Google delays cookie-cutting to 2024
In the latest update on its plans to replace third-party cookies for advertising, Google says it will now hold off until 2024.
“The most consistent feedback we’ve received is the need for more time to evaluate and test the new Privacy Sandbox technologies before deprecating third-party cookies in Chrome,” wrote Anthony Chavez, Google’s “Vice President of Privacy Sandbox” in a blog post Wednesday. “As developers adopt these APIs, we now intend to begin phasing out third-party cookies in Chrome in the second half of 2024.”
Cookies are small pieces of code that websites deliver to a visitor’s browser and stick around as the person visits other sites. The practice has fueled much of the digital advertising ecosystem and its ability to track users across multiple sites to target ads.
Google said last year it would end support for those cookies in its Chrome browser by early 2022 once it figured out how to address the needs of users, publishers and advertisers and come up with tools to ease workarounds. But in June 2021, Google pushed back the timeline, giving the digital advertising industry more time to iron out plans for more privacy-conscious targeted ads.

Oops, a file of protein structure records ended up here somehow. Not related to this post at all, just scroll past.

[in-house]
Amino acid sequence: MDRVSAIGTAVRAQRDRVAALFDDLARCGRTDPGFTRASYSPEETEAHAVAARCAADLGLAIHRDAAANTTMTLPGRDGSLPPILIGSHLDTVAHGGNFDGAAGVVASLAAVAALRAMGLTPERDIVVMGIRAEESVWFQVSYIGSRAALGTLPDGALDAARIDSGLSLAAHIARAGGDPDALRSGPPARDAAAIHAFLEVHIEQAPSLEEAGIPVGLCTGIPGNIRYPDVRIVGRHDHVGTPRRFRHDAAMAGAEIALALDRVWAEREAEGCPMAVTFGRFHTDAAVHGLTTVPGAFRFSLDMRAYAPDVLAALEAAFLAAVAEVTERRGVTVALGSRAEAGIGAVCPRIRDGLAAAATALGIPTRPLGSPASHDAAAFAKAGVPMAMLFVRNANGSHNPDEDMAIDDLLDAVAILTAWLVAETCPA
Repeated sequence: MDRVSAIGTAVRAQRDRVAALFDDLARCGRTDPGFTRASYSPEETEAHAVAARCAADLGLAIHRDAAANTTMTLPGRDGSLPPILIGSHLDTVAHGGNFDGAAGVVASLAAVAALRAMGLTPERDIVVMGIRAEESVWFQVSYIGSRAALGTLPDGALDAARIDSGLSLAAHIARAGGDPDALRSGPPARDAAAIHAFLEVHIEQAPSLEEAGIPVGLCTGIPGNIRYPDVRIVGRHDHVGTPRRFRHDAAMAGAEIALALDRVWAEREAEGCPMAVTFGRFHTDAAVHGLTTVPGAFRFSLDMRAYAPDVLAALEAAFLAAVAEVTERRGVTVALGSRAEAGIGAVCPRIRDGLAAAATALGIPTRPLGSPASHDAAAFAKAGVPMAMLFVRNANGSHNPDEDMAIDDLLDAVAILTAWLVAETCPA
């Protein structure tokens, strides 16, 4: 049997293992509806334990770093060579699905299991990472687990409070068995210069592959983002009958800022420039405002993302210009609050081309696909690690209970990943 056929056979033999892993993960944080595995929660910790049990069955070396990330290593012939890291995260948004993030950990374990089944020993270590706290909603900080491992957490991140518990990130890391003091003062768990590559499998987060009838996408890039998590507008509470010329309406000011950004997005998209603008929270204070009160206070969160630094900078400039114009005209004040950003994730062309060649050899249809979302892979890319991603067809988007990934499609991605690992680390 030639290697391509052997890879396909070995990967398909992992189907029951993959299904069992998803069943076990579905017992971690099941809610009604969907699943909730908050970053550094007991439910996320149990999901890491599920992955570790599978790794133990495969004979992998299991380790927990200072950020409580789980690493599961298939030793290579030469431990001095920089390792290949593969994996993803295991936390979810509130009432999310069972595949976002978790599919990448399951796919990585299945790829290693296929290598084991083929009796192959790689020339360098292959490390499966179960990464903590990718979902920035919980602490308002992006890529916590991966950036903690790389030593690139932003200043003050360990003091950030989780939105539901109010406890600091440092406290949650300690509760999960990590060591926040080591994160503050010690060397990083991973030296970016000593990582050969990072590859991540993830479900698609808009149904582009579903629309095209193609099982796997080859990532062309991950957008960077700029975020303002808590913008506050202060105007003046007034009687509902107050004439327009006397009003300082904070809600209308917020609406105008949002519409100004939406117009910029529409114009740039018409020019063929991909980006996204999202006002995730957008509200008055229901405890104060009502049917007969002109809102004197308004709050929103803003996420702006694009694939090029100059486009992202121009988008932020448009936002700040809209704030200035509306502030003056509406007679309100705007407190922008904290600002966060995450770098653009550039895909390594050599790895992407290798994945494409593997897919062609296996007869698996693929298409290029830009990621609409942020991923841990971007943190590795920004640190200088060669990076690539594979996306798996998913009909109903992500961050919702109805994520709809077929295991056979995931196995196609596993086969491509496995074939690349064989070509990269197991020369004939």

The new timeline shows the company won’t make the change for another two years.
The second delay comes as ad and e-commerce companies take a hit from privacy changes by Apple’s operating system privacy updates, which reduces targeting capabilities by limiting advertisers from accessing an iPhone user identifier. Earlier this year, Facebook said the changes will end up costing it $10 billion this year.
It also comes as lawmakers in the U.S. and the U.K. scrutinize the company’s dominance in the ad tech ecosystem.
In Wednesday’s blog post, Chavez wrote that the company is also expanding the testing windows for the Privacy Sandbox APIs. The “Sandbox” is an initiative launched in 2019 to find alternatives to the cookie while mitigating the impact on publishers and other players. Last year, after advertisers voiced their concern over the changes, Google said it was “extremely confident” about the third-party alternatives.
Developers can already test these APIs today, but beginning in early August, trials will expand to millions of users globally and become generally available in Chrome by Q3 2023 — roughly a year from now, the company said.
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